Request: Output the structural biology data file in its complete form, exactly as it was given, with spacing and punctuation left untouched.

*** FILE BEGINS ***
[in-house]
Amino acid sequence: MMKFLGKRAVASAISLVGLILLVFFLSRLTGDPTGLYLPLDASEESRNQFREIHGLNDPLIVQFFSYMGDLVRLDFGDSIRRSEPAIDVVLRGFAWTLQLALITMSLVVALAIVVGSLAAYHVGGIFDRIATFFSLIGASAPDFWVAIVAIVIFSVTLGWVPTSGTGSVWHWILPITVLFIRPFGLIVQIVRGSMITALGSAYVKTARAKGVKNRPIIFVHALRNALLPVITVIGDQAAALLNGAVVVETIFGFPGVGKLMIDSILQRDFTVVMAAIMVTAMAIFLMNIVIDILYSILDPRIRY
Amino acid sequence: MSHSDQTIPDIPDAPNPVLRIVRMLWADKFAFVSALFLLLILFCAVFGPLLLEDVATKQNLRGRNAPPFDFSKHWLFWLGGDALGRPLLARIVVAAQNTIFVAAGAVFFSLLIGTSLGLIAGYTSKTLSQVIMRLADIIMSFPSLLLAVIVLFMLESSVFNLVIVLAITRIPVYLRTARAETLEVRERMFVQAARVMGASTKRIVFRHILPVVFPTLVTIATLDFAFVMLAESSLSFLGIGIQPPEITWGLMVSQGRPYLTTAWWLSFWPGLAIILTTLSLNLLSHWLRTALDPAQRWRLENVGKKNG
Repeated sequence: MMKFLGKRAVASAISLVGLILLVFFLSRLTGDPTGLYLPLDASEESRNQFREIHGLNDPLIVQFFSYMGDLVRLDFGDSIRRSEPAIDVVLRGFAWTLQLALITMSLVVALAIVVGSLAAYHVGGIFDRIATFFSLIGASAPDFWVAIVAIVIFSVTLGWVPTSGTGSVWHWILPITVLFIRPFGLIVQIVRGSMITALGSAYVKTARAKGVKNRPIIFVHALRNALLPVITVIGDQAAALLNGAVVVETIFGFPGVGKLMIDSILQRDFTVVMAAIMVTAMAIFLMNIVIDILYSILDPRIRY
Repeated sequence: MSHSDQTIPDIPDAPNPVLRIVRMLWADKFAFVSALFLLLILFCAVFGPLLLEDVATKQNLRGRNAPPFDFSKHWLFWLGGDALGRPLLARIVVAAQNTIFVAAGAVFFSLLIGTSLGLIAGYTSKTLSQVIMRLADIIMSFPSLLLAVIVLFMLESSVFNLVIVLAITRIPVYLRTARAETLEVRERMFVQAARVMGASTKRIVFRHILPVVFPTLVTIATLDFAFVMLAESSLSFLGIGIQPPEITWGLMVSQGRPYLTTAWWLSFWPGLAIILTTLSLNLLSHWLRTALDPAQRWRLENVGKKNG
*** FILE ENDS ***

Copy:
[in-house]
Amino acid sequence: MMKFLGKRAVASAISLVGLILLVFFLSRLTGDPTGLYLPLDASEESRNQFREIHGLNDPLIVQFFSYMGDLVRLDFGDSIRRSEPAIDVVLRGFAWTLQLALITMSLVVALAIVVGSLAAYHVGGIFDRIATFFSLIGASAPDFWVAIVAIVIFSVTLGWVPTSGTGSVWHWILPITVLFIRPFGLIVQIVRGSMITALGSAYVKTARAKGVKNRPIIFVHALRNALLPVITVIGDQAAALLNGAVVVETIFGFPGVGKLMIDSILQRDFTVVMAAIMVTAMAIFLMNIVIDILYSILDPRIRY
Amino acid sequence: MSHSDQTIPDIPDAPNPVLRIVRMLWADKFAFVSALFLLLILFCAVFGPLLLEDVATKQNLRGRNAPPFDFSKHWLFWLGGDALGRPLLARIVVAAQNTIFVAAGAVFFSLLIGTSLGLIAGYTSKTLSQVIMRLADIIMSFPSLLLAVIVLFMLESSVFNLVIVLAITRIPVYLRTARAETLEVRERMFVQAARVMGASTKRIVFRHILPVVFPTLVTIATLDFAFVMLAESSLSFLGIGIQPPEITWGLMVSQGRPYLTTAWWLSFWPGLAIILTTLSLNLLSHWLRTALDPAQRWRLENVGKKNG
Repeated sequence: MMKFLGKRAVASAISLVGLILLVFFLSRLTGDPTGLYLPLDASEESRNQFREIHGLNDPLIVQFFSYMGDLVRLDFGDSIRRSEPAIDVVLRGFAWTLQLALITMSLVVALAIVVGSLAAYHVGGIFDRIATFFSLIGASAPDFWVAIVAIVIFSVTLGWVPTSGTGSVWHWILPITVLFIRPFGLIVQIVRGSMITALGSAYVKTARAKGVKNRPIIFVHALRNALLPVITVIGDQAAALLNGAVVVETIFGFPGVGKLMIDSILQRDFTVVMAAIMVTAMAIFLMNIVIDILYSILDPRIRY
Repeated sequence: MSHSDQTIPDIPDAPNPVLRIVRMLWADKFAFVSALFLLLILFCAVFGPLLLEDVATKQNLRGRNAPPFDFSKHWLFWLGGDALGRPLLARIVVAAQNTIFVAAGAVFFSLLIGTSLGLIAGYTSKTLSQVIMRLADIIMSFPSLLLAVIVLFMLESSVFNLVIVLAITRIPVYLRTARAETLEVRERMFVQAARVMGASTKRIVFRHILPVVFPTLVTIATLDFAFVMLAESSLSFLGIGIQPPEITWGLMVSQGRPYLTTAWWLSFWPGLAIILTTLSLNLLSHWLRTALDPAQRWRLENVGKKNG